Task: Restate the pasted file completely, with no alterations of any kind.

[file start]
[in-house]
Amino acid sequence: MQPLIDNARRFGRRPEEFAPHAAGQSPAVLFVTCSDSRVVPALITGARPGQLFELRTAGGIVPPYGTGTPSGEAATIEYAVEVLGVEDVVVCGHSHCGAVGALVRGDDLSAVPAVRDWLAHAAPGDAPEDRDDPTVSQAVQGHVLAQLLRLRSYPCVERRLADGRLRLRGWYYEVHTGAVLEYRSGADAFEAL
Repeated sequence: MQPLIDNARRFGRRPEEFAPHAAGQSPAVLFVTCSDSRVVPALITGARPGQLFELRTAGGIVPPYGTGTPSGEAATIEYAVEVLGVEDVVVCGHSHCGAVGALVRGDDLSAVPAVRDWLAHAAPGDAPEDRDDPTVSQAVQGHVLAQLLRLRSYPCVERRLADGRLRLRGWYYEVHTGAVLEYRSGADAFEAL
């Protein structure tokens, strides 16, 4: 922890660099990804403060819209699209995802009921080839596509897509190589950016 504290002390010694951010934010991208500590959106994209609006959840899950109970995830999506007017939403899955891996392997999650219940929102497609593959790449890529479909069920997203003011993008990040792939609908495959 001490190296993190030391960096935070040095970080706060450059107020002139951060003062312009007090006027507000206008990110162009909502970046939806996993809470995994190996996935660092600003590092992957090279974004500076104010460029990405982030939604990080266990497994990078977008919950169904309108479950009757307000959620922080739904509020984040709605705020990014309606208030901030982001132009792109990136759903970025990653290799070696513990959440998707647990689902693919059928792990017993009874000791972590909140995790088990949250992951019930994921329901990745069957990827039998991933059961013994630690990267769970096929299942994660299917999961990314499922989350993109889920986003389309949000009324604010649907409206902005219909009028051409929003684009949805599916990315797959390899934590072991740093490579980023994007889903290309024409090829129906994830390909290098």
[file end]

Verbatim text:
[in-house]
Amino acid sequence: MQPLIDNARRFGRRPEEFAPHAAGQSPAVLFVTCSDSRVVPALITGARPGQLFELRTAGGIVPPYGTGTPSGEAATIEYAVEVLGVEDVVVCGHSHCGAVGALVRGDDLSAVPAVRDWLAHAAPGDAPEDRDDPTVSQAVQGHVLAQLLRLRSYPCVERRLADGRLRLRGWYYEVHTGAVLEYRSGADAFEAL
Repeated sequence: MQPLIDNARRFGRRPEEFAPHAAGQSPAVLFVTCSDSRVVPALITGARPGQLFELRTAGGIVPPYGTGTPSGEAATIEYAVEVLGVEDVVVCGHSHCGAVGALVRGDDLSAVPAVRDWLAHAAPGDAPEDRDDPTVSQAVQGHVLAQLLRLRSYPCVERRLADGRLRLRGWYYEVHTGAVLEYRSGADAFEAL
């Protein structure tokens, strides 16, 4: 922890660099990804403060819209699209995802009921080839596509897509190589950016 504290002390010694951010934010991208500590959106994209609006959840899950109970995830999506007017939403899955891996392997999650219940929102497609593959790449890529479909069920997203003011993008990040792939609908495959 001490190296993190030391960096935070040095970080706060450059107020002139951060003062312009007090006027507000206008990110162009909502970046939806996993809470995994190996996935660092600003590092992957090279974004500076104010460029990405982030939604990080266990497994990078977008919950169904309108479950009757307000959620922080739904509020984040709605705020990014309606208030901030982001132009792109990136759903970025990653290799070696513990959440998707647990689902693919059928792990017993009874000791972590909140995790088990949250992951019930994921329901990745069957990827039998991933059961013994630690990267769970096929299942994660299917999961990314499922989350993109889920986003389309949000009324604010649907409206902005219909009028051409929003684009949805599916990315797959390899934590072991740093490579980023994007889903290309024409090829129906994830390909290098």